15. A method of increasing the hepatic synthesis in the new born, the method comprising: utilizing the Lactoferrin obtained by the method as defined in claim 1.
16. A method of enhancing natural killer (NK) activity of monocytes and increasing both the NK and lymphokine-activated killer (LAK) cell cytoxicity functions, the method comprising: utilizing the Lactoferrin obtained by the method as defined in claim 1.
17. A method for preparing an antitumor agent, the method comprising utilizing the Lactoferrin obtained by the method as defined in claim 1 that acts through its specific receptors on macrophages, T and B-lymphocytes and leukemia cells.
18. A method of reducing expression of some pro-inflammatory cytokines, the method comprising: utilizing the Lactoferrin obtained by the method as defined in claim 1.
19. A method of inhibiting or killing bacteria or treating diseases associated to biofilm bacteria, the method comprising: utilizing the Lactoferrin obtained by the method as defined in claim 1.
20. The method as defined in claim 19, wherein the diseases associated to biofilm bacteria being cystic fibrosis or oral inflammation.
21. A method of preparing wound care solutions, wounds care solutions, ear care solutions, ointments for wound healing or eye care solutions, the method comprising: utilizing the Lactoferrin obtained by the method as defined in claim 1.
22. A method of uptaking iron through the epithelial cells in case of Iron deficiency and Iron deficiency anemia patients and also for pregnant women, the method comprising utilizing the Lactoferrin obtained by the method as defined in claim 1.
23. A method of treating respiratory infectious diseases (URTI and LRTI), the method comprising: utilizing the Lactoferrin obtained by the method as defined in claim 1.
FIELD OF THE INVENTION
 The invention relates to the quality of the lactoferrin (Lf) to reach an optimal of all its activities and avoid any secondary effects
BACKGROUND OF THE INVENTION
 Since its first identification as a "red protein" in bovine milk more than 65 years ago, and its purification in 1960, lactoferrin has intrigued and puzzled researchers. Subsequent determination of its amino acid sequence, three dimensional structure and detailed iron binding properties firmly established lactoferrin is a glycoprotein, as a member of the transferrin family, and reinforced the natural presumption that its biological function related to iron binding.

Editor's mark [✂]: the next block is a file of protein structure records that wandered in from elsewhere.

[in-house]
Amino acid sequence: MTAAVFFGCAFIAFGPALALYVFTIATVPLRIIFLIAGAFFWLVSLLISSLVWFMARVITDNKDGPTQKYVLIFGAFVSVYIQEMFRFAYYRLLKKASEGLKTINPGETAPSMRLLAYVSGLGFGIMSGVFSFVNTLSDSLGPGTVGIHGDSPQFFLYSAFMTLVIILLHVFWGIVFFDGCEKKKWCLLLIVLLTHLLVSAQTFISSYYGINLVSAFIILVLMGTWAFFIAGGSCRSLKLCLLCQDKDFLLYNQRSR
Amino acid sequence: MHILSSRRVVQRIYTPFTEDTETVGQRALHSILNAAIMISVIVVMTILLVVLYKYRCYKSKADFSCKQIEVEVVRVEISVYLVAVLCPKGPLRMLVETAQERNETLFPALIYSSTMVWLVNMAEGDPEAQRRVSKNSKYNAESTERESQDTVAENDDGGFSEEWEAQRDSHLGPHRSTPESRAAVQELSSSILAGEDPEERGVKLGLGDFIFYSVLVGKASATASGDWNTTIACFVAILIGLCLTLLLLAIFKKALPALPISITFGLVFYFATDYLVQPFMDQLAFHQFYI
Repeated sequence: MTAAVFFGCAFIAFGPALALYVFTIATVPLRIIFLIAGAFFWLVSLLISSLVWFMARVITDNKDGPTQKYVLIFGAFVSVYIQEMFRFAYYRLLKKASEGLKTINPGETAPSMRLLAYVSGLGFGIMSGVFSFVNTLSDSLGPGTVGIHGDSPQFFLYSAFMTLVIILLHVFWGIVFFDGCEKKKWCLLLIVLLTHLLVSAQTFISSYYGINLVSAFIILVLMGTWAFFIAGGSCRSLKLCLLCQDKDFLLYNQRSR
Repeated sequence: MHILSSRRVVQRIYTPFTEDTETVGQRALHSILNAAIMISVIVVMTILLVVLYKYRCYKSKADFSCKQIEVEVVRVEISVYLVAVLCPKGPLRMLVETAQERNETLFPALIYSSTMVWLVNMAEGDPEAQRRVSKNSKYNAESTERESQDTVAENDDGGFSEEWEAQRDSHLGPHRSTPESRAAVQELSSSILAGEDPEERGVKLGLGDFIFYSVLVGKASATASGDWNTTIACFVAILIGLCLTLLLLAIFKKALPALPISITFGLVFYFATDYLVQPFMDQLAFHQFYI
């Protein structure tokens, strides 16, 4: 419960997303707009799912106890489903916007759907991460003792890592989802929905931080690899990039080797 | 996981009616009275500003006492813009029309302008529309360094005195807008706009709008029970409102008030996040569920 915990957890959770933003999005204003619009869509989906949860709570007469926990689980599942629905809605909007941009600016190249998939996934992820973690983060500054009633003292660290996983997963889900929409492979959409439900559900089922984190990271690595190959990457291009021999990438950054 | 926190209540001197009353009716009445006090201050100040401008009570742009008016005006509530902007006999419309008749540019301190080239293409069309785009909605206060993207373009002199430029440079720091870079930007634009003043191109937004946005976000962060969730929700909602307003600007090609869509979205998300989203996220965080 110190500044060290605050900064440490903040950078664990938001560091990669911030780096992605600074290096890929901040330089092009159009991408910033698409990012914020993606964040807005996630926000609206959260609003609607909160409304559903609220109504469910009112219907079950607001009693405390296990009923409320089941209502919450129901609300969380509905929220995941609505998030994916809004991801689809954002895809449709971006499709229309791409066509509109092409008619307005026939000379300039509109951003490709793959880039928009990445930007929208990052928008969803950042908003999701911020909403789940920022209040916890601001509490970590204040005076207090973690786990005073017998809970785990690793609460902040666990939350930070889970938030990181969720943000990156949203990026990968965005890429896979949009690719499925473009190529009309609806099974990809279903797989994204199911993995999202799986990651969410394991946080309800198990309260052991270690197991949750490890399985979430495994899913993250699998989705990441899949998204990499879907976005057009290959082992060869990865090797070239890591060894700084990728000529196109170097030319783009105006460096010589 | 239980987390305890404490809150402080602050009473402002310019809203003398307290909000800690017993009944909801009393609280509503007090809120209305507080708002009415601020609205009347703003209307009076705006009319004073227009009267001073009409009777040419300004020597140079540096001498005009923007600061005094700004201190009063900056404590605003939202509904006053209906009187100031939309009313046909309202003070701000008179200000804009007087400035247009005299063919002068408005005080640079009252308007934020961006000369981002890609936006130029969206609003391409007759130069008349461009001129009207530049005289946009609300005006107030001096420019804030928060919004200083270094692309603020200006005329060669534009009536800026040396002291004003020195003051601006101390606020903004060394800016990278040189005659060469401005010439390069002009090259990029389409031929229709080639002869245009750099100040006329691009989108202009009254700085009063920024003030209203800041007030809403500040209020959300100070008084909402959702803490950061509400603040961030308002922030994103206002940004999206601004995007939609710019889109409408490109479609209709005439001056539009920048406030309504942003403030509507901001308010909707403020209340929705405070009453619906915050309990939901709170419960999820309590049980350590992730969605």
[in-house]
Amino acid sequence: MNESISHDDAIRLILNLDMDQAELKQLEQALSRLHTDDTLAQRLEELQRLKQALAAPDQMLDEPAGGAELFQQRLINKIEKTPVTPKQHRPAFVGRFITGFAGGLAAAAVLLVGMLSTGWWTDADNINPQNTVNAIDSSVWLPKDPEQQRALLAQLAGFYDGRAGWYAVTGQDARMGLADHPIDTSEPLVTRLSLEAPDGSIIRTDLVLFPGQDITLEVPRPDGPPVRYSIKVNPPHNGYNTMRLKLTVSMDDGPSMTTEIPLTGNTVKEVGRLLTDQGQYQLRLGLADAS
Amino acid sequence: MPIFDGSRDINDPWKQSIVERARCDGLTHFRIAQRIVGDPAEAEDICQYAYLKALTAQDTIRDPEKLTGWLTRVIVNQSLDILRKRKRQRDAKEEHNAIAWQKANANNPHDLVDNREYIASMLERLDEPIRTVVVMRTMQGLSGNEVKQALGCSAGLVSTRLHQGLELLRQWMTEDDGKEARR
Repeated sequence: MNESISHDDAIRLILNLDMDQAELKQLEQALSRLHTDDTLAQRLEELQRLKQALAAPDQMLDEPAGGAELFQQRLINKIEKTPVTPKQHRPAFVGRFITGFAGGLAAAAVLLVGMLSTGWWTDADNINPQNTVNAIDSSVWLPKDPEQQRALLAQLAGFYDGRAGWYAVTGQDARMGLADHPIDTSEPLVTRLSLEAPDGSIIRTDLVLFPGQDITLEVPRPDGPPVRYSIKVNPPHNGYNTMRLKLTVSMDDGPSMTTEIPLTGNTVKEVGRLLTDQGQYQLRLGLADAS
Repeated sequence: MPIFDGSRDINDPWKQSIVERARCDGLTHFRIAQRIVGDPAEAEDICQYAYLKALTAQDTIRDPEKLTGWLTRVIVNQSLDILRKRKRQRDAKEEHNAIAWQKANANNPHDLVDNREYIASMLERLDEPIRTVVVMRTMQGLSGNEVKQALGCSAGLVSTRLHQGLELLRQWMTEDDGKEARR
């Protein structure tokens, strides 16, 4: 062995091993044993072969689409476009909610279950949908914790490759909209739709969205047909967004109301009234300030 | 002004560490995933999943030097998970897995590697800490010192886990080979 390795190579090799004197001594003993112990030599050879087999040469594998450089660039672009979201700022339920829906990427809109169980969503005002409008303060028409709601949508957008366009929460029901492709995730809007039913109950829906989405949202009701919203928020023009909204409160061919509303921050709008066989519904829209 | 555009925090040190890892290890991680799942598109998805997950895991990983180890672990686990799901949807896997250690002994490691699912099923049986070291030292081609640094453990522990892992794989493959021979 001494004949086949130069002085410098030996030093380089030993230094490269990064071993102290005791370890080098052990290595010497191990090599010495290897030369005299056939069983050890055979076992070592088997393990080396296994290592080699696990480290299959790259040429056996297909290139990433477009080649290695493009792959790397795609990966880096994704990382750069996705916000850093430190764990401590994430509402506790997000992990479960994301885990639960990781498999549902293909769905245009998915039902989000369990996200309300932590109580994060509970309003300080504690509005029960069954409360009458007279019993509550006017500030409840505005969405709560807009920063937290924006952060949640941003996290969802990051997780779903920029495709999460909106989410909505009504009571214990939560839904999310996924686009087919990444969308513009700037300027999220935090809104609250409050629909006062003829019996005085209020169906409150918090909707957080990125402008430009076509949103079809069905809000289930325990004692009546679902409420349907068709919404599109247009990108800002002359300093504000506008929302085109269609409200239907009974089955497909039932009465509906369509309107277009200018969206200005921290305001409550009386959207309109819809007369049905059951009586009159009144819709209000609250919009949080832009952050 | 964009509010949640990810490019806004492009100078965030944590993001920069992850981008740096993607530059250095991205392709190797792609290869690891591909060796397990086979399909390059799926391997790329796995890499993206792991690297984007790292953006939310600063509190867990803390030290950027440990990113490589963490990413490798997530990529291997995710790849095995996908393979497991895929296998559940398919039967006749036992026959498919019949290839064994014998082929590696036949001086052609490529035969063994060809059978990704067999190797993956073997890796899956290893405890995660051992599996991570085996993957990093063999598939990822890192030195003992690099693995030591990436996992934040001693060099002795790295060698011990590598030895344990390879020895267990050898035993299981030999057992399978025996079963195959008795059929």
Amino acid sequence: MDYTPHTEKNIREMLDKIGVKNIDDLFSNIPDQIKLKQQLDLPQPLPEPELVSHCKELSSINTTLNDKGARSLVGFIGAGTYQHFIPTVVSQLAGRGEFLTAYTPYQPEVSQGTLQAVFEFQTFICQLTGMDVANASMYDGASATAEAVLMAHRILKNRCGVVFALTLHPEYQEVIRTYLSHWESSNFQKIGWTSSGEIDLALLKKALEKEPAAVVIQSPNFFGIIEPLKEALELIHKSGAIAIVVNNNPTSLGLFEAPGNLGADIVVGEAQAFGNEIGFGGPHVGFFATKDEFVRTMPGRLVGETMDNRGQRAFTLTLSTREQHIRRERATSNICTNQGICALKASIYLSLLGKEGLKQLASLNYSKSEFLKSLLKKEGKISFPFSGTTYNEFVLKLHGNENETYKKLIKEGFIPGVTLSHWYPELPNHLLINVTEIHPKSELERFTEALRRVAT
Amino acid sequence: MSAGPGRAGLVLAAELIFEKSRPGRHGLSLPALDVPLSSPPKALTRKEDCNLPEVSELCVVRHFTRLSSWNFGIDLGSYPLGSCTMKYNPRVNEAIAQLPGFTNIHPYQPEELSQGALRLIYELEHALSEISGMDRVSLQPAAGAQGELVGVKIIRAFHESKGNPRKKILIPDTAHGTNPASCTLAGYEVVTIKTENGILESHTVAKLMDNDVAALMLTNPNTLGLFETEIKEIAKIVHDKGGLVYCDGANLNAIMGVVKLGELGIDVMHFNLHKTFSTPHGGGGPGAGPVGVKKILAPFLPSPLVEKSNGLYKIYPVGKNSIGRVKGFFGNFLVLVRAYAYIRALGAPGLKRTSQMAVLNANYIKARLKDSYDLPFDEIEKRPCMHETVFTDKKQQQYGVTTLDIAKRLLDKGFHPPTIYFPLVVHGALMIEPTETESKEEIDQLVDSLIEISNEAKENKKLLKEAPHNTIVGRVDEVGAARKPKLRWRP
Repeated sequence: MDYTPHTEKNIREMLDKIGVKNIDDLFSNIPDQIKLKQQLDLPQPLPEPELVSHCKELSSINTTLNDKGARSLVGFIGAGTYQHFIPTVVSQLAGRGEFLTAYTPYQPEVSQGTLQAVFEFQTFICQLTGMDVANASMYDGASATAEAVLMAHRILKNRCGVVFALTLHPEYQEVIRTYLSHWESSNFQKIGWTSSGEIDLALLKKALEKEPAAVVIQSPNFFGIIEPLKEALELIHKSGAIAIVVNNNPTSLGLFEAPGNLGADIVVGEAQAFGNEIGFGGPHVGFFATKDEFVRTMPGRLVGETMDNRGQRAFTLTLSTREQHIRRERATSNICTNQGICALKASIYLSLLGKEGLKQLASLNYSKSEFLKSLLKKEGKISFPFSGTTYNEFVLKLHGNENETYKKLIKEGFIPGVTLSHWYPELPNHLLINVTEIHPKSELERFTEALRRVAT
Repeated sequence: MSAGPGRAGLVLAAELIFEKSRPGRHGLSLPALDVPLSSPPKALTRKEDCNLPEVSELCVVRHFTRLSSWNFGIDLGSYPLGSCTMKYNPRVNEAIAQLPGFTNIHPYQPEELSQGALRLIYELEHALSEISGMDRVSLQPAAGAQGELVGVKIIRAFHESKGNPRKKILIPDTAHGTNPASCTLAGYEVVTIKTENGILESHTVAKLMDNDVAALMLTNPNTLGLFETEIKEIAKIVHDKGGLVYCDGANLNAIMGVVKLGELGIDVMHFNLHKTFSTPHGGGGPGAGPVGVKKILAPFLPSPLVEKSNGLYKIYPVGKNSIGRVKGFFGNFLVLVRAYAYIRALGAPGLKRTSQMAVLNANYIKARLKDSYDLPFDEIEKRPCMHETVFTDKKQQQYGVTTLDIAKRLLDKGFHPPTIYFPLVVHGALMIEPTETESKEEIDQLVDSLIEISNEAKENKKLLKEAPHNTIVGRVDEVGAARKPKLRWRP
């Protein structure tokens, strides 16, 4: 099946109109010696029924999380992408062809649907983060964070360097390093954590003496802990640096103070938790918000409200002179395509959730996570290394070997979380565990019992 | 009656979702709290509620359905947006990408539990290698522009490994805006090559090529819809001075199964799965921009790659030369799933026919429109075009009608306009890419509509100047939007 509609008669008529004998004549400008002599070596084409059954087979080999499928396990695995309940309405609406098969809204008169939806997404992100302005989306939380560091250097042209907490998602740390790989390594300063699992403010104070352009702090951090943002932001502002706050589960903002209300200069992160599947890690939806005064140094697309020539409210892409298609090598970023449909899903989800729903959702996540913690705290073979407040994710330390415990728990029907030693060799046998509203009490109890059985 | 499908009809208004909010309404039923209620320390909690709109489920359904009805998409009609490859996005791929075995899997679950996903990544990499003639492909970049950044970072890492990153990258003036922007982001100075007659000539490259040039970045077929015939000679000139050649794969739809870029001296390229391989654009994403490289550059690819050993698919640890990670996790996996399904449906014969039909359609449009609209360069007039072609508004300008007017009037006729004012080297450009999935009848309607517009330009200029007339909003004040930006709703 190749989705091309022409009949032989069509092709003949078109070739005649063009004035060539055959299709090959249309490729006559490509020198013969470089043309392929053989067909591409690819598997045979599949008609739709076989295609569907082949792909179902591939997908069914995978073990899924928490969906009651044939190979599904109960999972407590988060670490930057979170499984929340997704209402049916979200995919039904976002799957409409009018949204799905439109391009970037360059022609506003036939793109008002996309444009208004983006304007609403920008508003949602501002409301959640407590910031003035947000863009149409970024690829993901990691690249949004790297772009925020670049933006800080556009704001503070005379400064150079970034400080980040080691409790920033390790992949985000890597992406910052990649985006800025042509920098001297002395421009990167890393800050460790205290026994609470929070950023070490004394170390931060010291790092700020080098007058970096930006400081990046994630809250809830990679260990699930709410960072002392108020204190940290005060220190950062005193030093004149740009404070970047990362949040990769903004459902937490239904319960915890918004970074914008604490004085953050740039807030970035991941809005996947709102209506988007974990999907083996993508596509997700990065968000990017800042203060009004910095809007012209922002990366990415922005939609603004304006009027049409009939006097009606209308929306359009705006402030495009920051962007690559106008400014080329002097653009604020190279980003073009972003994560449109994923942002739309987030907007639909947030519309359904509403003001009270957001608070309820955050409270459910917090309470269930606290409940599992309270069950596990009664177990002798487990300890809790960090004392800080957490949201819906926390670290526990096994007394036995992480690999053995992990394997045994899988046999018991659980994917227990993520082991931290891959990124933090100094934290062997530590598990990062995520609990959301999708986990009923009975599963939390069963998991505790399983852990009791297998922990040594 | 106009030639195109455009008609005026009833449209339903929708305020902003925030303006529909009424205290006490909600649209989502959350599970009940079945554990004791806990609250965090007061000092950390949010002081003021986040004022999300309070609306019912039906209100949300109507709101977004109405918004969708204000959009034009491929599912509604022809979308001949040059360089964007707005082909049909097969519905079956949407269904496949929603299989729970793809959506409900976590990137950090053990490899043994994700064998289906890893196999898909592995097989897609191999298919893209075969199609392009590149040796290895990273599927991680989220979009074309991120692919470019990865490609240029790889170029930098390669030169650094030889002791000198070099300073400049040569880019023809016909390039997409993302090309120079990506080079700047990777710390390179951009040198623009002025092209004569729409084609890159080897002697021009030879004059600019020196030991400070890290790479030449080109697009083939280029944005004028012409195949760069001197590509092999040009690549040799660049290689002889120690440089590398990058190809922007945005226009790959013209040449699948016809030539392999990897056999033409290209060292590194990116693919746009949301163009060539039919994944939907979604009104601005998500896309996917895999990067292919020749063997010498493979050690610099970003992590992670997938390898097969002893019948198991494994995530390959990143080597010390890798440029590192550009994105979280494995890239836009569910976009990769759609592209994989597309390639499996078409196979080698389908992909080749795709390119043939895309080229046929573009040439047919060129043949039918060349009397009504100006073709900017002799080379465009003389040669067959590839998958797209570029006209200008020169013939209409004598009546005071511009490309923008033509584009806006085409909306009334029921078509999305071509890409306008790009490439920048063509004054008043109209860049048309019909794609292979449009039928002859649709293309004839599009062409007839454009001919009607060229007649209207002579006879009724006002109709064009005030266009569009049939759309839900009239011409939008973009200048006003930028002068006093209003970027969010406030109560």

Different research centers have played an important role stressing on some biological key functions of the protein. Lactoferrin was isolated as a major component in the specific granules of the polymorphonuclear leukocytes with an important role in the amplification of the inflammatory response. Extensive work by Masson and its Belgian group has established a clear role for lactoferrin in cellular immunity and has led to the identification of specific lactoferrin-receptors on macrophages, intermediation of endotoxic shock and hyposideremia. Pioneering efforts by Montreuil and his French group unraveled the biological chemistry of lactoferrin. Lonnerdal has opened the nutritional role for lactoferrin in the absorption of metals ions in the intestinal tract. Broxmeyer and his co-workers reported a regulatory function for lactoferrin in myelopoiesis. From his side, Reiter reported the ability of milk lactoferrin to inhibit the growth of some microorganisms and found that nutritional deprivation of the bacteria from iron accounted for the antimicrobial activity. Arnold and his collaborators reported bactericidal activity for lactoferrin against a variety of microorganisms. Tomita and his research group at Morinaga Milk Industry in Japan has found that acid/pepsin hydrolysis of lactoferrin could generate cationic antimicrobial peptides "lactoferricin".